Monday, February 02, 2009

Billy Powell

Billy Powell, Lynyrd Skynyrd pianist and one of the last surviving members of the original group, passed away Thursday at age 56. Powell had a history of heart problems and was planning to see his heart specialist in the upcoming week, but never made it.

Powell, a school friend of Skynyrd bassist Leon Wilkeson, originally was a roadie for the group. One day, the band was rehearsing before a gig at a high school prom when Powell sat down at the piano and played an elaborate introduction to their future anthem "Free Bird". Bandleader Ronnie Van Zant was so impressed he offered Powell a job on the spot. Powell's bluesy, boogieing piano style helped lay the foundation for Skynyrd's vaunted triple-guitar attack. In addition to "Free Bird", some of Powell's other classic moments are his solos on "Call Me The Breeze" and "T For Texas".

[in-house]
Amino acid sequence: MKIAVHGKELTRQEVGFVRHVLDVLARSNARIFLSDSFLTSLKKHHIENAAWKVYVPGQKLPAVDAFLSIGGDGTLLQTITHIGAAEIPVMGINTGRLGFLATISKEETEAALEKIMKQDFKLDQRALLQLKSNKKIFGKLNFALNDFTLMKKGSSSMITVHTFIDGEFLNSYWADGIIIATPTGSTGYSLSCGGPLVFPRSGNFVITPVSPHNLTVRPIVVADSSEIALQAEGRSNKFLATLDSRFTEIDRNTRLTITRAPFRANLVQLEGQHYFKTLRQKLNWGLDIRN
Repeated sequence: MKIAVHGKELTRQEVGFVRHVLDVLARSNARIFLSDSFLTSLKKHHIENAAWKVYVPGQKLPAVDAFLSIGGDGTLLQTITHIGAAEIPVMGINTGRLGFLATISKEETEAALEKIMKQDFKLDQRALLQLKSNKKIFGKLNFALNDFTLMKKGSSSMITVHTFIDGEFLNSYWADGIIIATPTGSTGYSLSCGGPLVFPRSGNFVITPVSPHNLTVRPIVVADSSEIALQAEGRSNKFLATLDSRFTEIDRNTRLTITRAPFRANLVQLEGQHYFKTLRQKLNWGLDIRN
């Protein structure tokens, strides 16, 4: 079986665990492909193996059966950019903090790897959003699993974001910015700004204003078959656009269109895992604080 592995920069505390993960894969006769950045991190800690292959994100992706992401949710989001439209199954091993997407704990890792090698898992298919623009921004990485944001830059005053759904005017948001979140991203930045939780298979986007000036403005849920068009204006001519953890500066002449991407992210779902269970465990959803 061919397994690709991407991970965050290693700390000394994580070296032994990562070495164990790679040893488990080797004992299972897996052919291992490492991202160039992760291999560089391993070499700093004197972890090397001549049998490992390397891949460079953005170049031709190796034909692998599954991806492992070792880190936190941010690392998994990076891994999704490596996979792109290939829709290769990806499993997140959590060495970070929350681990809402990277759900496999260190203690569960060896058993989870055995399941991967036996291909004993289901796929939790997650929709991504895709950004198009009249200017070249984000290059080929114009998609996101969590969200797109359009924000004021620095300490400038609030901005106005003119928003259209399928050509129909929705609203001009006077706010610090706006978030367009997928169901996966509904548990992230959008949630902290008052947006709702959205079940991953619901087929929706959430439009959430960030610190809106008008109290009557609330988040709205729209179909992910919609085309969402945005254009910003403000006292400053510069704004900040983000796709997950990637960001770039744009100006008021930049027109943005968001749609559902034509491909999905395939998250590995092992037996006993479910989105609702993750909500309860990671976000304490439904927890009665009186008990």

Powell was severly injured in the 1977 plane crash that took the lives of Van Zant and guitarist Steve Gaines. He almost had his nose knocked off, and suffered a number of facial lacerations. After the crash, he became a born-again Christian and spent time in a Christian rock band, Vision. He joined the reformed Lynyrd Skynyrd in 1987 and carried on for the rest of his career in helping keep the band's legacy alive.

Country music founding father Jimmie Rodgers wrote and recorded "T For Texas" as "Blue Yodel #1" in 1928. It became a sizable national hit, a rarity in those times when the popularity of country music was confined mostly to the South. Lynyrd Skynyrd's rocking version is far different from the original, as one might expect. Here, Powell's piano solo provides the exclamation point to some hot guitar interplay between Allen Collins and Steve Gaines. Sit back and get into this music, as I have no idea what the people filming this clip were thinking. Like damn near everyone else in 1976, they were probably stoned out of their heads.